Lately, I find myself reflecting on my fertility journey. Looking back and looking forward, starting out, we were so excited and hopeful. Sure, believing that getting pregnant would happen quickly – and if it didn’t just happen, we would get pregnant within a few months. After all, wasn’t that what we were brought up to believe and what I learned in school?
How I wish I had known that this was far from reality and that, statistically, becoming pregnant takes longer for most people and that this — as opposed to the fairy tale pregnancy we think is inevitable — is normal. Fast forward to starting fertility treatment, and, again, I was hopeful – I thought I would have the treatment and, boom, walk away with a baby.
After trying “naturally” for so long, I never expected it to take multiple cycles to finally become pregnant. On reflection, there are many things I wish I had known before starting fertility treatment.
For any of you embarking on fertility treatment, here is what I wish I had known, because if I had known even half the things I know today, we would have been so much more prepared for what was coming.
Trust your gut
Choosing a fertility doctor or clinic is not an easy task. In fact, it can be a minefield! From nurses to the reception staff and billing, everyone in this environment should make you feel respected, excited and hopeful.
When choosing your doctor, make sure you ask if she or he will be the person carrying out the procedures. While the doctor is a very important aspect of fertility medicine, even the greatest doctor in the world is only as good as her or his staff. Patients must rely on the office staff to schedule appointments, coordinate treatments, facilitate testing, and monitor progress. They are a team, and you, the client, should feel like you have a team behind you.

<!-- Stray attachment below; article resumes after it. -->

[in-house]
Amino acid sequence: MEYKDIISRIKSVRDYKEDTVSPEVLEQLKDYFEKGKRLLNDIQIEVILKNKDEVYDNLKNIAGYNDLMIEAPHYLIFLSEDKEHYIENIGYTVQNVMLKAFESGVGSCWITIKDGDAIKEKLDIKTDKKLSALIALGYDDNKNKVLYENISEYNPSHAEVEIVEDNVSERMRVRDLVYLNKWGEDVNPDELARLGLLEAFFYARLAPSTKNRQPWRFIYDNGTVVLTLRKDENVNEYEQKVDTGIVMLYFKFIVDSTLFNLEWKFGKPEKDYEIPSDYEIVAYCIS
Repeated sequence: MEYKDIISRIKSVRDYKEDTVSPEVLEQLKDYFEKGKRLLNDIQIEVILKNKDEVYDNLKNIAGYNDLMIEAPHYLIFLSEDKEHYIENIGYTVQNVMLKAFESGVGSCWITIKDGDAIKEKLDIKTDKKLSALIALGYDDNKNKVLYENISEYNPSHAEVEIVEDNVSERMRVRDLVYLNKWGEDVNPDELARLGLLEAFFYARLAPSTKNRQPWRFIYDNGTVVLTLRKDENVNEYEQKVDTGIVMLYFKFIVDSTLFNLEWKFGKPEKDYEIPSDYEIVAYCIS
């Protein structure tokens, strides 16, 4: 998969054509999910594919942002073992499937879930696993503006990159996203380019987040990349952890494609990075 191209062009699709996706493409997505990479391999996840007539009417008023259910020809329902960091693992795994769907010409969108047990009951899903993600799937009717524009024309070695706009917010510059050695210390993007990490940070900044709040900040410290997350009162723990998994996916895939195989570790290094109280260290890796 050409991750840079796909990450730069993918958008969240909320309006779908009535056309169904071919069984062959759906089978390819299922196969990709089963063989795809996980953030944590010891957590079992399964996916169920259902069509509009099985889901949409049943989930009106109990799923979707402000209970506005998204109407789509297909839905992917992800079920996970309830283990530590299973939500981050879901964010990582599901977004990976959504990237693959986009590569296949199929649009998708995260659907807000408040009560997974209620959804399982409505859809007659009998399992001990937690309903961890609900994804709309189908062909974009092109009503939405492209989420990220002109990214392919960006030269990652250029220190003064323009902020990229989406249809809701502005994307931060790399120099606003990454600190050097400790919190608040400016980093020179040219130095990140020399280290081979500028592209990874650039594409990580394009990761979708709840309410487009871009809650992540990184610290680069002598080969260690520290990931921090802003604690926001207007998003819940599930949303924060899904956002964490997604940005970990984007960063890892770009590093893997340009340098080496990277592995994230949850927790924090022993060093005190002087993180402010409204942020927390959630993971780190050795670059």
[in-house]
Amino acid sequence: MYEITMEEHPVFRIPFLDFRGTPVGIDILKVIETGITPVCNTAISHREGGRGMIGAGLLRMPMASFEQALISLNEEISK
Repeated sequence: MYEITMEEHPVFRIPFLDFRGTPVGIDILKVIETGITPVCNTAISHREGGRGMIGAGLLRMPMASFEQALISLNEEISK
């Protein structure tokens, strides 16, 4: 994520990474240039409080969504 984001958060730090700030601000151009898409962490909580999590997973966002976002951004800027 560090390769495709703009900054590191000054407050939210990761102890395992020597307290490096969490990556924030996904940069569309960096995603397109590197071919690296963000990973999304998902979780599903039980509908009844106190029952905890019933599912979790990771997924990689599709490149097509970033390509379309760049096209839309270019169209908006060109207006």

It’s important to have the what’s what on many things. For example, who is the embryologist? What equipment do they have? What’s communication like in the clinic? Will the doctor be available to answer your questions? Do you get the run-around when you call the office? Do staff answer your emails promptly? Do they remember who you are? If you call someone, do they call you back?
There is so much to think about – and that’s in addition to the not insignificant matter of becoming pregnant. But for me, trusting my gut instinct (eventually) was the best decision we ever made: knowing our doctor and team had our back from the get-go and that we had finally been treated like a person first and a patient second helped us make the final decision.
Out charity partner Fertility Network UK’s useful resource is a handy starting point when choosing a clinic: https://fertilitynetworkuk.org/learn-about-fertility/treatment/choosing-a-clinic/
Fertility treatment is a waiting game
Fertility, trying to conceive, and treatment are all waiting games. Initially, you were waiting for the right “person,” then the right “time,” waiting until you were ready, waiting to see each month if it happened. There is a LOT of waiting when you’re going through fertility treatment. Waiting for an appointment, waiting to get started, waiting to move on lists, waiting on the two-week wait.